One other similarity in these two examples is to test early. While saying that they don’t let data push them around and don’t develop “reactively” to metrics, Airbnb does want ideas—on your first day of work no less! (They changed stars to hearts through this method.)

“Focus on failure,” Lindblom said. “Test assumptions to find out where you fail. Fail cheap, fail quickly, learn something and know where to go from here.”

To subscribe to the SIPAlert Daily, go to the SIIA website.

Ronn LevineRonn Levine began his career as a reporter for The Washington Post and has won numerous writing and publications awards since. Most recently, he spent 12 years at the Newspaper Association of America covering diversity, Newspaper in Education, marketing and leadership before joining SIPA in 2009 , and then SIIA in 2013.

CODiE Awards Judge Webinar: How to Judge a CODiE Award

On October 6, 2014 we hosted a CODiE Awards webinar specifically for the Content, Education, and Software judges. The primary purpose of the webinar was to provide important information about the judging process, including responsibilities for all categories.

During the webinar we covered:

  • How to nominate
  • A review of the new categories
  • What happens during the first-round judging process
  • The complete CODiE Awards timeline
  • Tips and Tricks

Attracting New Readers and Keeping in Step With the Ones You Have

Some observations from the week and what they mean for publishers.

1. “If [newspaper] publishers reduced the steep prices of their Sunday products, they could attract new and former customers to boost circulation on the day of the week that typically delivers half of their advertising revenues and often more than half of their profits. To offset the decline in circulation revenue, increased Sunday readership ought to attract more advertising.”
—Alan Mutter on his Reflections of a Newsosaur blog.

The takeaway: Is there something you’re doing that you’ve always been doing that may not make sense anymore? Rules change. What is your gateway for attracting new readers?

2. “…there has often been evidence of a disconnect between the social media managers and customer service team. Leaving teams to operate in silos, when the customer will be exposed to both, can have lasting negative impact effects. Examples from the past include Eurostar, which continued to tweet seasonal offers when its trains became stuck in the Channel Tunnel.”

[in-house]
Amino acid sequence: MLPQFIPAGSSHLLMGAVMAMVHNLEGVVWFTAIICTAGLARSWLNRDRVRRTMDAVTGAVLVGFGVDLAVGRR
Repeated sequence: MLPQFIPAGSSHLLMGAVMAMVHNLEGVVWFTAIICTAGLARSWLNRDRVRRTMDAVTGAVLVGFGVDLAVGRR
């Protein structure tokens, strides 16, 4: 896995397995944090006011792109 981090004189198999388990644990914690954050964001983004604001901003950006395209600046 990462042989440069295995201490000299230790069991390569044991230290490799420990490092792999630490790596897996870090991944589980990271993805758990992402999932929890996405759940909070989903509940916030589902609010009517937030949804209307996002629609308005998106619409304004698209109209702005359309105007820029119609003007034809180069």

—Hotwire and 33 Digital’s 2014 Digital Trends Report

The takeaway: Are there areas in your company that should be working better together?

3. “’Pre-emptive computing’ will continue to disturb some consumers, but many will see it as yet another tool to provide for a more satisfying interactive experience. The public has already grown to accept ‘you may also like’ notifications as a part of everyday digital life. With a little intuitive help, [people] can have a more satisfying experience…”
—Leslie Campisi, blogging about that Hotwire report, on PBS’s Media Shift site

The takeaway: If we don’t learn more about our customers, then we will lose their trust in being able to lead them to the places they need to go.

4. “…publishers should not start with a focus on platforms when developing new products and content, but instead think about your customer first, and to do that you have to know who your customers are…The attitudes and behaviors of that next generation are very different from our current [audience], because they grew up in a world where there is so much media that they don’t go out and seek it.”
—Mary Beth Christie, online product management director at the Financial Times on Journalism.co.uk

The takeaway: Create a “single ecosystem with many parts, rather than lots of different ones that you’re going to have to stitch together later.” Have access to analytics that can monitor all the different devices your audience might use.

5. “[Membership organizations] with active online communities appear to have higher overall membership renewal rates…Real-time email messages from community discussions have a higher open rate than daily-digest emails. For subscribers who opt to receive an email for every new message posted to a discussion, the open rate is 34%—among daily-digest recipients, 26.9%.”
Associations Now

The takeaway: Get your Listserv or community forum(s) as active as possible. The more your customers/members/subscribers are talking with each other, the more they will identify with you and renew.

6. “If you need to send to an ‘old’ list, say one that you haven’t emailed in over six months, or a purchased/rented list, it’s best to have that list cleaned by a list hygiene service like Fresh Address to remove as many addresses as possible that are undeliverable…Spam Traps [or complainers].
—Good post from the Real Magnet Blog on list hygiene

The takeaway:
As their lead says, “Maintaining high standards of ‘list health’ is an integral part of any successful email marketing campaign.”